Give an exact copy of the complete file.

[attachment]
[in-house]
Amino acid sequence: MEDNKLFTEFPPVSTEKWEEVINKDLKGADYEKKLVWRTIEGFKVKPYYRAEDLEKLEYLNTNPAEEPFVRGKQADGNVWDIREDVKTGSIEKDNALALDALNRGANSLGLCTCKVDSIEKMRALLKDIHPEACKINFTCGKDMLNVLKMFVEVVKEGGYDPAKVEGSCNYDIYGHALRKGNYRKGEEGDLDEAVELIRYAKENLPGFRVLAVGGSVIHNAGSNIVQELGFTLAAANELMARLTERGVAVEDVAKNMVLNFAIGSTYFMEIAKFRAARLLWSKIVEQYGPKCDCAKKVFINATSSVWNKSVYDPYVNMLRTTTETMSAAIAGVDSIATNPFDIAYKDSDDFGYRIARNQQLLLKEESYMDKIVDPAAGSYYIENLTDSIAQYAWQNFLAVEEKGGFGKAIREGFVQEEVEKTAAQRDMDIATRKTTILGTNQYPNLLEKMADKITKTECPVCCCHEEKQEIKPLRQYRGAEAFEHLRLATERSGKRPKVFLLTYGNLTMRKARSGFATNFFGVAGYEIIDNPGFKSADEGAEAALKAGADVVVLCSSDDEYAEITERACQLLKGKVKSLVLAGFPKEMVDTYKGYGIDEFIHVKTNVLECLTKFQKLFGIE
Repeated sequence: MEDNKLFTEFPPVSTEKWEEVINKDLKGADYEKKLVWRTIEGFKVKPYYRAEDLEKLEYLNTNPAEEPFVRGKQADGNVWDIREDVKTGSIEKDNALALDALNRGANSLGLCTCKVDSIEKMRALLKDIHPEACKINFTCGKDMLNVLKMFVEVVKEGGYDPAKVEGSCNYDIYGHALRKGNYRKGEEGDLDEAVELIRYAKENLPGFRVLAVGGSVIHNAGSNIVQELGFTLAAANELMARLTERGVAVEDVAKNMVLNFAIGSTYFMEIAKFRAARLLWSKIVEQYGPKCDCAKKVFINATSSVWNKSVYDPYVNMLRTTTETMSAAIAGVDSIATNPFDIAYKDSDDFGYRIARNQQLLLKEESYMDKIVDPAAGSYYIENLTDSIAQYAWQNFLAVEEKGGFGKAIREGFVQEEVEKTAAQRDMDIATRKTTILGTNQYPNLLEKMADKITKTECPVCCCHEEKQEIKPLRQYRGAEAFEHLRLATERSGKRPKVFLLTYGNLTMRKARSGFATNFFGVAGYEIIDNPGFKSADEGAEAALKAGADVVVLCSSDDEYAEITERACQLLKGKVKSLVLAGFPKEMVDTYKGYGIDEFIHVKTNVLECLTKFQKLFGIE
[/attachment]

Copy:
[in-house]
Amino acid sequence: MEDNKLFTEFPPVSTEKWEEVINKDLKGADYEKKLVWRTIEGFKVKPYYRAEDLEKLEYLNTNPAEEPFVRGKQADGNVWDIREDVKTGSIEKDNALALDALNRGANSLGLCTCKVDSIEKMRALLKDIHPEACKINFTCGKDMLNVLKMFVEVVKEGGYDPAKVEGSCNYDIYGHALRKGNYRKGEEGDLDEAVELIRYAKENLPGFRVLAVGGSVIHNAGSNIVQELGFTLAAANELMARLTERGVAVEDVAKNMVLNFAIGSTYFMEIAKFRAARLLWSKIVEQYGPKCDCAKKVFINATSSVWNKSVYDPYVNMLRTTTETMSAAIAGVDSIATNPFDIAYKDSDDFGYRIARNQQLLLKEESYMDKIVDPAAGSYYIENLTDSIAQYAWQNFLAVEEKGGFGKAIREGFVQEEVEKTAAQRDMDIATRKTTILGTNQYPNLLEKMADKITKTECPVCCCHEEKQEIKPLRQYRGAEAFEHLRLATERSGKRPKVFLLTYGNLTMRKARSGFATNFFGVAGYEIIDNPGFKSADEGAEAALKAGADVVVLCSSDDEYAEITERACQLLKGKVKSLVLAGFPKEMVDTYKGYGIDEFIHVKTNVLECLTKFQKLFGIE
Repeated sequence: MEDNKLFTEFPPVSTEKWEEVINKDLKGADYEKKLVWRTIEGFKVKPYYRAEDLEKLEYLNTNPAEEPFVRGKQADGNVWDIREDVKTGSIEKDNALALDALNRGANSLGLCTCKVDSIEKMRALLKDIHPEACKINFTCGKDMLNVLKMFVEVVKEGGYDPAKVEGSCNYDIYGHALRKGNYRKGEEGDLDEAVELIRYAKENLPGFRVLAVGGSVIHNAGSNIVQELGFTLAAANELMARLTERGVAVEDVAKNMVLNFAIGSTYFMEIAKFRAARLLWSKIVEQYGPKCDCAKKVFINATSSVWNKSVYDPYVNMLRTTTETMSAAIAGVDSIATNPFDIAYKDSDDFGYRIARNQQLLLKEESYMDKIVDPAAGSYYIENLTDSIAQYAWQNFLAVEEKGGFGKAIREGFVQEEVEKTAAQRDMDIATRKTTILGTNQYPNLLEKMADKITKTECPVCCCHEEKQEIKPLRQYRGAEAFEHLRLATERSGKRPKVFLLTYGNLTMRKARSGFATNFFGVAGYEIIDNPGFKSADEGAEAALKAGADVVVLCSSDDEYAEITERACQLLKGKVKSLVLAGFPKEMVDTYKGYGIDEFIHVKTNVLECLTKFQKLFGIE